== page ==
In this enthusiastic and fun discussion Brea and I explore the “questions beneath the questions” and our shared affinity for opening up into the uncertainties required of growing in new ways by tolerating tension and vulnerability —the friction of growth…
Topics of anatomy, injury, science, and the ongoing evolution of how we think about, teach and practice continue in this FBY Series: The Yoga Renaissance.
She shares about her “existential crisis” around practicing and teaching yoga that pushed her toward deepening her own education about the body.
Questions of how to integrate and balance the relationships between the deeply experiential, interior side of yoga practice (which for Brea is the Heart aspect of Heart and Bones) with a scientific approach to anatomy and biomechanics (the Bones aspect) are central to our discussion, which explores:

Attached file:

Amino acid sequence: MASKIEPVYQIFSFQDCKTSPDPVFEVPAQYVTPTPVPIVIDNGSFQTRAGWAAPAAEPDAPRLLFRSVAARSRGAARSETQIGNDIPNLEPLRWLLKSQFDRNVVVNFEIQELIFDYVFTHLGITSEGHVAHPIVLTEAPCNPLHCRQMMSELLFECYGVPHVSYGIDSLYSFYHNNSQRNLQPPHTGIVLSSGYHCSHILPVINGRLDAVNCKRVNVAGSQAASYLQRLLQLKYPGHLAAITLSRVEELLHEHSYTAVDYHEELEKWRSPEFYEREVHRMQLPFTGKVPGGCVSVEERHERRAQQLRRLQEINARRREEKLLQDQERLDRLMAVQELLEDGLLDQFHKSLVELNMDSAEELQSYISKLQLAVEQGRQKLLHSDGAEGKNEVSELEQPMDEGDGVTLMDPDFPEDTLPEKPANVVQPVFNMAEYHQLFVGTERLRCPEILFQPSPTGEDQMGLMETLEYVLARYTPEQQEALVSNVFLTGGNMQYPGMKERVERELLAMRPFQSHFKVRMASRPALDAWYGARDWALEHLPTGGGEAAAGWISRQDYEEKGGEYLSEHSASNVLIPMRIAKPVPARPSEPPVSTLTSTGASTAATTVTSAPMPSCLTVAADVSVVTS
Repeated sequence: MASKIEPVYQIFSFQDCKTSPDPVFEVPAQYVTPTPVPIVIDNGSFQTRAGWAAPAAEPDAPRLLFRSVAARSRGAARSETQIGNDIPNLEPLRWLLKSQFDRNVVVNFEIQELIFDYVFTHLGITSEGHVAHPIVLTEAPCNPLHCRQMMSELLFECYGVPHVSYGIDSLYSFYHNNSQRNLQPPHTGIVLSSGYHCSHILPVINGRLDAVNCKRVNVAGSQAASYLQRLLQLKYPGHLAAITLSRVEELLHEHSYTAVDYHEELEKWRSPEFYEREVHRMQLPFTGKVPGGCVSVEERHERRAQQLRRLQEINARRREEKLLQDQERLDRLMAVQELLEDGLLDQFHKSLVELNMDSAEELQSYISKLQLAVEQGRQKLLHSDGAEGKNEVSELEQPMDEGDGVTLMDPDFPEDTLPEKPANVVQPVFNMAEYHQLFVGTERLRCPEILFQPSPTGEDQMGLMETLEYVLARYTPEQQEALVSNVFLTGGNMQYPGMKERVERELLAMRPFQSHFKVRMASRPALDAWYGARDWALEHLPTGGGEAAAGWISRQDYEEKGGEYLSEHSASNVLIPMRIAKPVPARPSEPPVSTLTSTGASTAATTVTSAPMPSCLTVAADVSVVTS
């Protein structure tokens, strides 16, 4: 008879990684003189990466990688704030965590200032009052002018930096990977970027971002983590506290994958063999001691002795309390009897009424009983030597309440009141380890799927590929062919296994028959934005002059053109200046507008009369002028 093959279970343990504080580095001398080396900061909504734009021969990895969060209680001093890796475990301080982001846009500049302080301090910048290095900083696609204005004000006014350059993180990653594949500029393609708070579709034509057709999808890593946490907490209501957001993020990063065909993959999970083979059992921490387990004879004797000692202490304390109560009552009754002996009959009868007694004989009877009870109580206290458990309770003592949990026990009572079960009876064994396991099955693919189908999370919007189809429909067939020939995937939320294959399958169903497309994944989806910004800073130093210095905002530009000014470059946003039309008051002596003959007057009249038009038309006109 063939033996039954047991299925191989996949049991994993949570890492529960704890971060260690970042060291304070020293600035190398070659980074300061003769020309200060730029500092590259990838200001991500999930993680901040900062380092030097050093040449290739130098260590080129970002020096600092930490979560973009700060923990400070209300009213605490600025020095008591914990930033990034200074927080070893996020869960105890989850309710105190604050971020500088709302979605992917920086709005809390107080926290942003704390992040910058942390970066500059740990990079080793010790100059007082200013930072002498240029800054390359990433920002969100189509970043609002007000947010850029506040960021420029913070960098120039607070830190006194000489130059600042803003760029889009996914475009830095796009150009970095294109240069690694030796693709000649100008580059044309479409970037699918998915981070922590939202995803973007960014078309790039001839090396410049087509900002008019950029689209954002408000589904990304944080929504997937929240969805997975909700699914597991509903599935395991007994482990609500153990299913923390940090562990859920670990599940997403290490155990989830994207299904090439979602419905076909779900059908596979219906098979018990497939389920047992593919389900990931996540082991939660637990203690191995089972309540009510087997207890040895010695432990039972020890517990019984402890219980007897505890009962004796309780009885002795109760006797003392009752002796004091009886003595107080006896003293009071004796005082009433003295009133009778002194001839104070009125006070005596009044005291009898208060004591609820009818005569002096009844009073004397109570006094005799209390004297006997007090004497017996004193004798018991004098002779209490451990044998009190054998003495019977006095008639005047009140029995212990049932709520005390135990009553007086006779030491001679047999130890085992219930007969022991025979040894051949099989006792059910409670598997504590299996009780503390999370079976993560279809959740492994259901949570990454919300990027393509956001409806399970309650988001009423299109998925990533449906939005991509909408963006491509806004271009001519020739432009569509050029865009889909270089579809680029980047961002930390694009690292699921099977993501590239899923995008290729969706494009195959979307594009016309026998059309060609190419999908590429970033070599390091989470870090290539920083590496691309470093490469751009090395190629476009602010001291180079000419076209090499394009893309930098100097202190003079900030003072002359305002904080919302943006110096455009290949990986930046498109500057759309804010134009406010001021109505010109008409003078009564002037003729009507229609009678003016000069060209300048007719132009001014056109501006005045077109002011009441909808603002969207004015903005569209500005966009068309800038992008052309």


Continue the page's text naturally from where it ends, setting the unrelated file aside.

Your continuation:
- Problems with the “you are not your body” belief.
- The loss of inner work that can happen if we are overly focused on scientific data to the exclusion of honoring the value of experiential immersion.
- Authoritarian dogma in the yoga world.
- How a healthy scientific attitude is always one of inquiry, uncertainty, and being open to where the evidence leads us.
- The courage required to take the “harder path” of not settling on thinking we have found the one true way, teacher, belief system, or perfect set of asana cues and techniques.
- Awareness practice as a way to move through our reflexive need to protect ourselves psychologically by buying into dogma or idealizing authority figures.
- Epistemological curiosity and rigor around how we know what we know in different domains of inquiry.
You can watch here:
Or listen to the podcast version here: